The funny thing is that working on a start-up doesn't necessarily mean that you'll be working on a Greenfield. You can land on a start-up after 3/4 years of it's creation and the base software is already done, you can end up in a maintenance hole as well.
Apart from that, those Greenfield projects need seniors, and startups usually pick seniors mostly from brownfields. I don't think this fact does not need further explanation but here we go anyway:
The hability to keep in mind all the little pieces, details and concerns for a given product that should be in production for millions of customers to use is something that you learn on surface when studying, then the reality punches you in your face many times till you learn how to make a proper decision making, prioritize, get a clear sight of what resources you have, the availability and dependancy of this resources and a global vision of what this needs to be.

Ideally you need managers, tech leads, consultants, senior devs and so on to fullfil this needs and that's the reason we're bombarded with requests on LinkedIn. Juniors are mostly to get cheaper workers to apply the easier parts of what those other senior roles had been thinking on and deciding.

The same way we can encounter this situation on start-up companies we can see the need to create new projects with new tech on -currently- brownfields, making an oasis in this companies. You can get hired on a consultancy and start maintaining an "old" banking app and then a new client appears, maybe a neo bank that needs a full ecosystem of applications so if you're like a 4x4 developing your engineering skills and make your superiors notice it, you can be moved to the new project and be in a Greenfield.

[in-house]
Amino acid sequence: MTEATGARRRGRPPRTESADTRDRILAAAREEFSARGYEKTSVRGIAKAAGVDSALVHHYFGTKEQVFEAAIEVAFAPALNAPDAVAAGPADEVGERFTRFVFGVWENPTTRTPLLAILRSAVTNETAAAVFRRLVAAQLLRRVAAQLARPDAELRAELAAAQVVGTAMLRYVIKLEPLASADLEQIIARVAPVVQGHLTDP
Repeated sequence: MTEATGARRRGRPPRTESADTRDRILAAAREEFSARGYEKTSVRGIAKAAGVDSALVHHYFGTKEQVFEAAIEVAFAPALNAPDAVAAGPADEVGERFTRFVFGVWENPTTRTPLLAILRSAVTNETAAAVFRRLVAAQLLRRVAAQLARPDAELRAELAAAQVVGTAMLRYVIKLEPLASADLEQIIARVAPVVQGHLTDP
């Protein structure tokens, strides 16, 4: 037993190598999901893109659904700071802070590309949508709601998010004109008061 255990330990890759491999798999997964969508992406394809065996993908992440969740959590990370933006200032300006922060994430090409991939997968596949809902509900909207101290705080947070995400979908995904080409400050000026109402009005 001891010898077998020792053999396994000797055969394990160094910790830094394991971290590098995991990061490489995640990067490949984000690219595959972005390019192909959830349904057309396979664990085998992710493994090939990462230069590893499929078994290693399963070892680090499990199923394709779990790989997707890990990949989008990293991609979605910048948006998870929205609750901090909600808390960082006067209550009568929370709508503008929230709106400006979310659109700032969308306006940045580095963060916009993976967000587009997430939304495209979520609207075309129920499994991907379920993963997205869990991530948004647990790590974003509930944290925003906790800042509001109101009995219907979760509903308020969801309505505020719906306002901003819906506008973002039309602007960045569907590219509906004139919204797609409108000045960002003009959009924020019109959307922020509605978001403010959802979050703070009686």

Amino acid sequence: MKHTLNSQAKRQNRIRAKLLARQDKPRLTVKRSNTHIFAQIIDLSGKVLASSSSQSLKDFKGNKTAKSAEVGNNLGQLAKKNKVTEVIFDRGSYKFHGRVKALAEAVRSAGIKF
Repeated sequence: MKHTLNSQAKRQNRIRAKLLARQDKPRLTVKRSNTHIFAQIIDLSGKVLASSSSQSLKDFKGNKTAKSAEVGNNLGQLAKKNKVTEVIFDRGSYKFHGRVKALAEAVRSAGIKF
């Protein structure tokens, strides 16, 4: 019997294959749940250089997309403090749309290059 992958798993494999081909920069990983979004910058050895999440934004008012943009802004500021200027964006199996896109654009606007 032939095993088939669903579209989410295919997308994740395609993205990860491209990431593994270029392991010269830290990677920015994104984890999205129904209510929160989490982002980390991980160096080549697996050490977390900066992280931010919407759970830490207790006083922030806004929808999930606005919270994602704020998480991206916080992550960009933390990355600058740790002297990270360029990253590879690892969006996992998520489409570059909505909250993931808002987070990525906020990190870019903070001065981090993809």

I would say that working on many "little" projects and in a full stack role as a junior makes you better in the future in project development career, as you get global vision of what is a project in truth, all the concerns and how it's managed.

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manchicken profile image
Michael D. Stemle, Jr.

Strong agree with a bunch of what you're saying here. Especially for those who really want to up their game, or even enter other spaces in tech (such as technical leadership, architecture, or AppSec), learning to read existing code and understand it quickly is a game-changer.

A well-rounded engineer really needs to be able to both write and read code, finding issues and understanding systems. Regardless of your career goals, those who get the best opportunity and pay can work both green-field and brown-field.

legacy code = new code + time

A fun exercise is to find an open source repository, and just read it. Review the code, understand the system from the code, not from having someone tell you what's going on. Then, once you think you have a good idea of what's happening, reach out to the maintainer and validate your findings. Maybe close an issue or two while you're at it.

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allthecode profile image
Simon Barker Author

thanks, yes i think that's a good idea to gain an idea of how "legacy" code develops and how to start to understand how a system works from just the code. It can be daunting the first time you do it. Fortunately at a company there are people who can support and help but sometimes you have to work on a system that no one knows anything about.

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Bernd Wechner

To me, startup means probably not getting paid and working on a product 80% likely to fold 🤔.

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allthecode profile image
Simon Barker Author

Quite possibly, the good ones are like a rocket ship though, everyone hanging on for dear life, writing bad code and making poor choices in the mean time!